'An almes, sir prieste!' the droppynge pilgrim saide;
'O let me waite within your covente dore,
Till the sunne sheneth hie above our heade,
And the loude tempeste of the aire is oer.
Helpless and ould am I, alas! and poor;

No house, ne friend, ne moneie in my pouche;
All yatte I calle my owne is this my silver crouche.'

'Varlet,' replyd the Abbatte, 'cease your dinne! This is no season almes and prayers to give. Mie porter never lets a faitour in; None touch mie rynge who not in honour live.' And now the sonne with the blacke cloudes did stryve, And shettynge on the ground his glairie raie: The Abbatte spurrde his steede, and eftsoones roadde Once moe the skie was blacke, the thounder rolde: Faste reyneynge oer the plaine a prieste was seen, Ne dighte full proude, ne buttoned up in golde; His cope and jape were graie, and eke were clene; A Limitoure he was of order seene.


And from the pathwaie side then turned hee, Where the pore almer laie binethe the holmen tree.

"An almes, sir priest!' the droppynge pilgrim sayde, 'For sweete Seyncte Marie and your order sake! The Limitoure then loosened his pouche. threade, And did thereoute a groate of silver take: The mister pilgrim dyd for halline shake.

'Here, take this silver; it maie eathe thie care: We are Goddes stewards all, nete of our owne we bare.

‘But ah, unhailie pilgrim, lerne of me Scathe anie give a rentrolle to their Lorde. Here, take my semecope—thou arte bare, I see; 'Tis thyne; the Seynctes will give me mie rewarde.' He left the pilgrim, and his waie aborde.

Virgynne and hallie Seyncte, who sitte yn gloure, Or give the mittee will, or give the gode man power!




see, I see, swift bursting through the shade,
The cruel soldier, and the reeking blade.
And there the bloody cross of Britain waves,
Pointing to deeds of death an host of slaves.
To them unheard the wretched tell their pain,
And every human sorrow sues in vain:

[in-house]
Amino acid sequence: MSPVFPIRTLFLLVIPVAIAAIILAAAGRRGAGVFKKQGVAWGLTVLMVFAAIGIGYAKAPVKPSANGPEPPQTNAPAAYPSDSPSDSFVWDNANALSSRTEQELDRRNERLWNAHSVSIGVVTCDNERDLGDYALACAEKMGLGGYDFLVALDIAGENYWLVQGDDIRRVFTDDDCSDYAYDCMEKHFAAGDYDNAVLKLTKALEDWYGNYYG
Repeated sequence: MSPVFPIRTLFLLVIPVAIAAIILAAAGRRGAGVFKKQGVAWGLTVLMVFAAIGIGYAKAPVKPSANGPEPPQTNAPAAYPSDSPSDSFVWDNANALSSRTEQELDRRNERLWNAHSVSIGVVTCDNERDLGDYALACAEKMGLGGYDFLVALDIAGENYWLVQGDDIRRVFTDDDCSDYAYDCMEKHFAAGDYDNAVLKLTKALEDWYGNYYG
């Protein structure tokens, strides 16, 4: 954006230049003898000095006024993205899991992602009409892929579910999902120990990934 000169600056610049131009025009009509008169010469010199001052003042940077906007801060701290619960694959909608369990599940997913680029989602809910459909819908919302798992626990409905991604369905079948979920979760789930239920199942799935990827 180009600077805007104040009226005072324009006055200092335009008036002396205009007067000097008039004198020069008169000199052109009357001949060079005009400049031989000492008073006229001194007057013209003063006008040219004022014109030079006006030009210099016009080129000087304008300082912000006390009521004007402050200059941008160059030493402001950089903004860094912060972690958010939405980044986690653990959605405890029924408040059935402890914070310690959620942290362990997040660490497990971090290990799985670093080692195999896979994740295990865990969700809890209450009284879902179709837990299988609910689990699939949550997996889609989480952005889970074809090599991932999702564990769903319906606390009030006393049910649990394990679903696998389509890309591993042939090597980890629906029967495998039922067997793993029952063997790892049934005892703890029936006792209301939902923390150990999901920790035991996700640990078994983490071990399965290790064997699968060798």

Their hardened bosoms never knew to melt;
Each woe unpitied, and each pang unfelt.-
See! where they rush, and with a savage joy,
Unsheathe the sword, impatient to destroy.

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Fierce as the tiger, bursting from the wood,
With famished jaws, insatiable of blood !

Yet, yet a moment, the fell steel restrain;
Must Nature's sacred ties all plead in vain ?
Ah! while your kindred blood remains unspilt,
And Heaven allows an awful pause from guilt,
Suspend the war, and recognize the bands,
Against whose lives you arm your impious hands!
Not these, the boast of Gallia's proud domains,
Nor the scorched squadrons of Iberian plains;
Unhappy men! no foreign war you wage,
In your own blood you glut your frantic rage;
And while you follow where oppression leads,
At every step, a friend, or brother, bleeds.

Devoted realm! what now avails thy claim,
To milder virtue, or sublimer flame?
Or what avails, unhappy land! to trace
The generous labours of thy patriot race?
Who, urged by fate, and fortitude their guide,
On the wild surge their desperate fortune tried;
Undaunted every toil and danger bore,
And fixed their standards on a savage shore;
What time they fled, with an averted eye,
The baneful influence of their native sky,
Where slowly rising through the dusky air,
The northern meteors shot their lurid glare.
In vain their country's genius sought to move,
With tender images of former love,
Sad rising to their view, in all her charms,
And weeping wooed them to her well-known arms.
The favoured clime, the soft domestic air,
And wealth and ease were all below their care,
Since there an hated tyrant met their eyes
And blasted every blessing of the skies.

And now, no more by nature's bounds confined
He* spreads his dragon pinions to the wind.
The genius of the West beholds him near,
And freedom trembles at her last barrier.

* The monster, tyranny.